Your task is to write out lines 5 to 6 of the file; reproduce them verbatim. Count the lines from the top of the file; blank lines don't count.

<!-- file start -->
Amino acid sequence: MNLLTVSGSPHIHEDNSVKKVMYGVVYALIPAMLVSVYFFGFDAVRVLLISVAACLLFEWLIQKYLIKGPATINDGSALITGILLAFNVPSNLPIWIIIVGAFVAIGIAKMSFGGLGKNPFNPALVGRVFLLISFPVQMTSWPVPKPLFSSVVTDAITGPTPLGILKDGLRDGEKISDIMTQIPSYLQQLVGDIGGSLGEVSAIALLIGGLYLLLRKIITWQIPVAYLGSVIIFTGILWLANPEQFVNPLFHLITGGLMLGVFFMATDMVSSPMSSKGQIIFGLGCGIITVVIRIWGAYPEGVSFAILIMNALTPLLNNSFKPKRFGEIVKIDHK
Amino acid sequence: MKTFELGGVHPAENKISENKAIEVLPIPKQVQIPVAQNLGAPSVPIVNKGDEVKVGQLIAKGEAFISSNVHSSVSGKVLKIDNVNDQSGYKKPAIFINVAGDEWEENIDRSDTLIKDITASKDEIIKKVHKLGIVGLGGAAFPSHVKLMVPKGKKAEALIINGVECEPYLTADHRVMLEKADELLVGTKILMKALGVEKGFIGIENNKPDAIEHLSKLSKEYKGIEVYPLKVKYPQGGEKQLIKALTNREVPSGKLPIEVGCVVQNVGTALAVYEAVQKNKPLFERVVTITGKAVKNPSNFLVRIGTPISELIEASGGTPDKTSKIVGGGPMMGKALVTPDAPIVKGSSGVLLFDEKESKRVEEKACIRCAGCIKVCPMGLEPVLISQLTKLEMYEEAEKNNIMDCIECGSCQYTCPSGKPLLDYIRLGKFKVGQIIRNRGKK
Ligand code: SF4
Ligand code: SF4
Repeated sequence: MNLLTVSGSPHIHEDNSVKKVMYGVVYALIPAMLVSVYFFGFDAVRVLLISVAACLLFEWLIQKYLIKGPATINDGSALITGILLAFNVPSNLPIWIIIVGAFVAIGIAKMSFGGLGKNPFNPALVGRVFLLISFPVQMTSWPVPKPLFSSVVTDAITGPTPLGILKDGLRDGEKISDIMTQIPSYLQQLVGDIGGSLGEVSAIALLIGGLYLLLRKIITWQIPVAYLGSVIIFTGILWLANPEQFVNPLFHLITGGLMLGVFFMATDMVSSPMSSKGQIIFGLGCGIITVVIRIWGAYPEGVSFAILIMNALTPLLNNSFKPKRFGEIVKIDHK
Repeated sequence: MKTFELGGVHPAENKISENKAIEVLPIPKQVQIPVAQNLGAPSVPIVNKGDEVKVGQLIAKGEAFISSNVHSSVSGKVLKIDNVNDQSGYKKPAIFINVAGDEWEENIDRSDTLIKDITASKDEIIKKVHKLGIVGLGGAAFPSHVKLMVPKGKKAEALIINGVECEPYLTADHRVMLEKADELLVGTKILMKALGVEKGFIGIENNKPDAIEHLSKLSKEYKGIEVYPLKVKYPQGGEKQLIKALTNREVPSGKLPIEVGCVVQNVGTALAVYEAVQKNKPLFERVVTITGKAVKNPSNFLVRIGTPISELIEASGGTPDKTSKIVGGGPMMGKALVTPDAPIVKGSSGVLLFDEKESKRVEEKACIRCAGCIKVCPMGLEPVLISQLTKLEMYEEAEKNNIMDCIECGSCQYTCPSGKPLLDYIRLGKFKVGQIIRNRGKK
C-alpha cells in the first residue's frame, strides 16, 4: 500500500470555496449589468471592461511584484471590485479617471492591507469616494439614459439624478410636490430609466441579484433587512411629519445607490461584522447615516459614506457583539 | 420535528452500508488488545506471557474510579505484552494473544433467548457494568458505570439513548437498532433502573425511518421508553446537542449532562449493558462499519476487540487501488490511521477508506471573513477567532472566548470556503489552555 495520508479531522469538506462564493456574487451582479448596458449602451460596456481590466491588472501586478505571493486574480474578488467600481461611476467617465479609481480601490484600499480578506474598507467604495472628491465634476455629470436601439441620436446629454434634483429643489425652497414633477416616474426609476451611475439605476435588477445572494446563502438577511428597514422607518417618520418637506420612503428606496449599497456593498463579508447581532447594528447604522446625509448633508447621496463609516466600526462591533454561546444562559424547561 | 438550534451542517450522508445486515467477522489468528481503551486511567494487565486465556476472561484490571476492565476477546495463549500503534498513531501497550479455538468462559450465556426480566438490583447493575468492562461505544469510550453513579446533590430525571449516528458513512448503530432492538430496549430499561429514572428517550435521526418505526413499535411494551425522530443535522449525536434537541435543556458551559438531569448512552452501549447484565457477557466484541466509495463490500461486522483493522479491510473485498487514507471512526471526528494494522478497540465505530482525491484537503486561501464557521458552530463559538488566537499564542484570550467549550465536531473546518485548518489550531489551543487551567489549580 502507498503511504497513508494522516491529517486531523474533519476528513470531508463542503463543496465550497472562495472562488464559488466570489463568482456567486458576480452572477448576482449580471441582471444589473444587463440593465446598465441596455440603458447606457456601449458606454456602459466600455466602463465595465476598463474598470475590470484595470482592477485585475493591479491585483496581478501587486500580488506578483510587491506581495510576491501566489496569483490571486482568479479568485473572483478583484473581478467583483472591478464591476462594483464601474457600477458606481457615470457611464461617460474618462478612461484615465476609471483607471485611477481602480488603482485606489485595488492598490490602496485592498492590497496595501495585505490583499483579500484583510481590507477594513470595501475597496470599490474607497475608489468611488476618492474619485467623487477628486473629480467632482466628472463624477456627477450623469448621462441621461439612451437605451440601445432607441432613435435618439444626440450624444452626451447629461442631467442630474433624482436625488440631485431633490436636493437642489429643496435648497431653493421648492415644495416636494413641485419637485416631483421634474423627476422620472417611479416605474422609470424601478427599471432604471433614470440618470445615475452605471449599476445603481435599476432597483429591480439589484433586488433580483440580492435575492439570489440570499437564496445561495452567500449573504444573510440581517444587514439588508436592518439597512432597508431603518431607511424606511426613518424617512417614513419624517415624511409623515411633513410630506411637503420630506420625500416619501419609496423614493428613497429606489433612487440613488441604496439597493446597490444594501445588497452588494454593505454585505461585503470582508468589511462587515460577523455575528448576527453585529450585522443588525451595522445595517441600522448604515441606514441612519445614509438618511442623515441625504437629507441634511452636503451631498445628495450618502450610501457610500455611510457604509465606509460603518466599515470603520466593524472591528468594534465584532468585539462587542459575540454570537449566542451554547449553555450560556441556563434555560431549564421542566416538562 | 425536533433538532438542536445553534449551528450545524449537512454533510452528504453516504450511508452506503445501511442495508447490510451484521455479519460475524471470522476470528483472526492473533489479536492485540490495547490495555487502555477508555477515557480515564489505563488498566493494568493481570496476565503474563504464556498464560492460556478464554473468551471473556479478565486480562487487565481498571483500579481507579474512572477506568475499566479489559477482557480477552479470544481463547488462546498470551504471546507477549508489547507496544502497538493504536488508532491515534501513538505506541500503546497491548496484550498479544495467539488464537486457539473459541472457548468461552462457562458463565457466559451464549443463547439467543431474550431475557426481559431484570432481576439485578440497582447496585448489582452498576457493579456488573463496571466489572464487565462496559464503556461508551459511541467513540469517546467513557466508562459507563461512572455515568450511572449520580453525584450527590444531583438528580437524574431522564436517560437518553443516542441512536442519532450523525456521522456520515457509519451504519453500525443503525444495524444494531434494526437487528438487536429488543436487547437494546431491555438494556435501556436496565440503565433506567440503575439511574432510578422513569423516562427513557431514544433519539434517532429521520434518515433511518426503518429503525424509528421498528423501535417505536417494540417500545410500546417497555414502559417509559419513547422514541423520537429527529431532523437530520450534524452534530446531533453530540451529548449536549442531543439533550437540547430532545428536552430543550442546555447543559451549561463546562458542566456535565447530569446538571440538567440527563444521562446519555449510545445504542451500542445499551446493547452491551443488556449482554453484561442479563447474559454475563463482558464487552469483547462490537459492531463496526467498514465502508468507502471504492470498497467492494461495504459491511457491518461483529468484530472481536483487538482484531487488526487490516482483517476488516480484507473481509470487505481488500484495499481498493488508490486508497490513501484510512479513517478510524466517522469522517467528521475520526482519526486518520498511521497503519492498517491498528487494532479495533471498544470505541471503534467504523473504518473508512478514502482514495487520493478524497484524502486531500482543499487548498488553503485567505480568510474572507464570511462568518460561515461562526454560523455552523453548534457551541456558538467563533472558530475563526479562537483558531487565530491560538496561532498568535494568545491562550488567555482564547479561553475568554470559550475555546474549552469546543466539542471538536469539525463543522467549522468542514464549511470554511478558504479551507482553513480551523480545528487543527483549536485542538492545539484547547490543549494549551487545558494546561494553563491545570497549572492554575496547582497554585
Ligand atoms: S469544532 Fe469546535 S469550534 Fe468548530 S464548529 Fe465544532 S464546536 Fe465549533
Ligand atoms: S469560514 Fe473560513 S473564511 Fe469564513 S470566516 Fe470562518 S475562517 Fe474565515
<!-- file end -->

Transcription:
Repeated sequence: MNLLTVSGSPHIHEDNSVKKVMYGVVYALIPAMLVSVYFFGFDAVRVLLISVAACLLFEWLIQKYLIKGPATINDGSALITGILLAFNVPSNLPIWIIIVGAFVAIGIAKMSFGGLGKNPFNPALVGRVFLLISFPVQMTSWPVPKPLFSSVVTDAITGPTPLGILKDGLRDGEKISDIMTQIPSYLQQLVGDIGGSLGEVSAIALLIGGLYLLLRKIITWQIPVAYLGSVIIFTGILWLANPEQFVNPLFHLITGGLMLGVFFMATDMVSSPMSSKGQIIFGLGCGIITVVIRIWGAYPEGVSFAILIMNALTPLLNNSFKPKRFGEIVKIDHK
Repeated sequence: MKTFELGGVHPAENKISENKAIEVLPIPKQVQIPVAQNLGAPSVPIVNKGDEVKVGQLIAKGEAFISSNVHSSVSGKVLKIDNVNDQSGYKKPAIFINVAGDEWEENIDRSDTLIKDITASKDEIIKKVHKLGIVGLGGAAFPSHVKLMVPKGKKAEALIINGVECEPYLTADHRVMLEKADELLVGTKILMKALGVEKGFIGIENNKPDAIEHLSKLSKEYKGIEVYPLKVKYPQGGEKQLIKALTNREVPSGKLPIEVGCVVQNVGTALAVYEAVQKNKPLFERVVTITGKAVKNPSNFLVRIGTPISELIEASGGTPDKTSKIVGGGPMMGKALVTPDAPIVKGSSGVLLFDEKESKRVEEKACIRCAGCIKVCPMGLEPVLISQLTKLEMYEEAEKNNIMDCIECGSCQYTCPSGKPLLDYIRLGKFKVGQIIRNRGKK